Challenges and opportunities
Some of the biggest challenges Hennessy sees for principals in 2021 is in maintaining staff wellbeing and resilience, planning in a strategic way and developing a solid plan to support the school community.
“School leaders need to think about wellbeing holistically and sustain it over a long period of time,” he said.
“A strategic and cultural shift is definitely required here, but this won’t be easy and will require lots of changes along the way”.
In terms of opportunities, Hennessy says the disruption brought on by COVID-19 is an opportunity for schools to have a clean slate.
“We’re trying to take advantage of this through our products like the school Workforce Strategy Builder which allows us to collect data from schools, store it in our platform and let educators to test hypothesis about what makes a great school workforce.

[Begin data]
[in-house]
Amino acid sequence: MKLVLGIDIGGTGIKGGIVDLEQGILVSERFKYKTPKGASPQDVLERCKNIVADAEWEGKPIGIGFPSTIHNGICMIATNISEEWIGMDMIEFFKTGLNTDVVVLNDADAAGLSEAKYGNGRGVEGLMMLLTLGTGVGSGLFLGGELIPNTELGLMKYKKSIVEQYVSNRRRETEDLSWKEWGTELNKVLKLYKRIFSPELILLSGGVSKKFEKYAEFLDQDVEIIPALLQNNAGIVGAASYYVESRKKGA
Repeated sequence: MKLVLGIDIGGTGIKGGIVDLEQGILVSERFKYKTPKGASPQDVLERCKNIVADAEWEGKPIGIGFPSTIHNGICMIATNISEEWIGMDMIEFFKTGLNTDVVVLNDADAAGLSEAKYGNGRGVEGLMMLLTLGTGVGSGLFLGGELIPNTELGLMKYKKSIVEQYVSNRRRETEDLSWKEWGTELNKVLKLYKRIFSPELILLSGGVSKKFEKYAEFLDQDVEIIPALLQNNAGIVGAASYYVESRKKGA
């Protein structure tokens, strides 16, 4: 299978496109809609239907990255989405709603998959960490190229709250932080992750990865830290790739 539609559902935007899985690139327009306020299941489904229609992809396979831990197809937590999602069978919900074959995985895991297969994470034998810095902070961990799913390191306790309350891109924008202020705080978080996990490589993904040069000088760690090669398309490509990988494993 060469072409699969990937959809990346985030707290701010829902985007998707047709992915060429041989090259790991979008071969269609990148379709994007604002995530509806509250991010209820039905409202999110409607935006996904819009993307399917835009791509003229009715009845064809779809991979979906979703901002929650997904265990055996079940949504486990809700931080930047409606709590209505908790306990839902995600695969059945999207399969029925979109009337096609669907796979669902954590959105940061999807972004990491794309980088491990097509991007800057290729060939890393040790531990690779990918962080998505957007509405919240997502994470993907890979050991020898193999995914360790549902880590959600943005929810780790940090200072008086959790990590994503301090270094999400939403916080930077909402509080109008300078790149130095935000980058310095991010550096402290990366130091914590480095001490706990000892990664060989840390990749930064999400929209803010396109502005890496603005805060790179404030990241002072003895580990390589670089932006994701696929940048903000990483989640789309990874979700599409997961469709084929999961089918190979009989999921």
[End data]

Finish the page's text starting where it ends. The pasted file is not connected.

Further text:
“Our tool then takes that data and helps leaders develop a strategic plan around workforce strategy. Slated for Term 2”.
Hennessy said that on the whole he is “cautiously optimistic” about what 2021 might have in store for Australia’s school leaders.
“It’s pretty clear that the role of principal is no less difficult than they were last year or the year before that,” he said.
“Hopefully principals will be readjusting to some sort of steady state but there will still be a fairly long tail to the impact that COVID-19 is having, even if the worst is behind us”.
Hennessy said he believes the flow on effects for principals and teachers will be relatively long-lasting, but when the smoke clears he is hopeful that schools and systems will recognise that big changes will bring big rewards.
“We’re likely to have a couple of tough years ahead, so it’s important that we redouble our efforts. A lot of what we do is geared towards encouraging policymakers and school leaders to think well outside the box, because thinking inside the box has only got us so far”.